Start by grabbing a pair of kettlebells or dumbbells (kettlebells are preferred because they are easier to put on the ground if you fail). Stand tall and assume a split position like you would in a lunge, except that the rear foot is placed on a 16-18” box or bench with the top of the foot down.


With an upright spine, squat down until the front thigh is parallel to the floor, then return to the top position. Start with the weaker leg forward, and always match reps with the stronger leg forward.

Rack Squat

The rack squat is a front squat done with kettlebells. As simple as this variation may seem, changing to kettlebells represents a substantial improvement in the movement for most athletes. Positioning the kettlebells in “the rack” forces a solid core and allows you to move quickly between exercises: cleaning the kettlebells and starting to squat is much faster and easier than setting up a squat bar.

Start with a pair of kettlebells placed side by side on the ground in front of you. Grab the handles and clean the bells to your shoulders (if you don’t know the clean, now is the time to learn). In rack, you should be standing tall, bells sitting in the crooks of your elbows, with the elbows held tight against the ribs. Forearms should be vertical, and wrists straight.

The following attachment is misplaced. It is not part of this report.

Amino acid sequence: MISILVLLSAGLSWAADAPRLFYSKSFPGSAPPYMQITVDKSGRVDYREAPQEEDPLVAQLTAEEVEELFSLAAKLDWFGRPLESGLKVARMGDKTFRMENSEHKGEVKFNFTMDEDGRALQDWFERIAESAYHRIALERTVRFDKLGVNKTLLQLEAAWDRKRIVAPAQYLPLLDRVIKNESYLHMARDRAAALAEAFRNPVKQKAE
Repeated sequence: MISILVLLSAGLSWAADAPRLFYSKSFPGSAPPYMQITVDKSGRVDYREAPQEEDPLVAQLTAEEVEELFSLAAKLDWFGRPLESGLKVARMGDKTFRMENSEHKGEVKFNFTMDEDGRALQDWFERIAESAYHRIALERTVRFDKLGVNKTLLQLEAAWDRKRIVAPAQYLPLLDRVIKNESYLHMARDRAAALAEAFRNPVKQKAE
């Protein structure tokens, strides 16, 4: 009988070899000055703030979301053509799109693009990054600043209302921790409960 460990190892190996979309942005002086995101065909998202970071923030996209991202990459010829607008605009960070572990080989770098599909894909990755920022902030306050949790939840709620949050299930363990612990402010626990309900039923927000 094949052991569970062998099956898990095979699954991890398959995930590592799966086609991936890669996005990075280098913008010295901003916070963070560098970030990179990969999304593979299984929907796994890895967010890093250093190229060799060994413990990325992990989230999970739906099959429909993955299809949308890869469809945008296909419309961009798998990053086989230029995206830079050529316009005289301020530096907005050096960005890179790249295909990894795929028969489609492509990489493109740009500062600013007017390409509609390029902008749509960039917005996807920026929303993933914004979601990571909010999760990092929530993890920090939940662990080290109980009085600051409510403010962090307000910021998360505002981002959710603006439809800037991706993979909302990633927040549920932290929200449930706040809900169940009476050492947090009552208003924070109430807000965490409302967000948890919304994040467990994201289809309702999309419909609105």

The movement involves sitting “between the heels” and maintaining that good, upright position. This is an easier variant of the squat than most, and you should find full range of motion is easier than in the barbell variants. Look for a clean, smooth movement – if you have hitches in any part of the range of motion, back off a little on the weight. At the end of the set, reverse the clean (rather than dropping the bells in some weird side to side curl movement) and set the bells down.



One-Arm Kettlebell Press

A more advanced movement, the kettlebell press involves significant core stability. I prefer the kettlebell for the overhead lift over dumbbells; the offset center of gravity helps open the shoulder and ensure full overhead extension. We start this movement in rack position and rotate to a palm-forward position at the top. This can be done with one or two kettlebells, though the 1-arm version is simpler.

One-Arm Push-Up

People generally freak out when we tell them to do one-arm push-ups. This is a feat of great strength, and we all know it. There is a way to progress into the movement by inclining the upper body, and we’ve had great success in getting athletes to a full version on the ground with careful progression.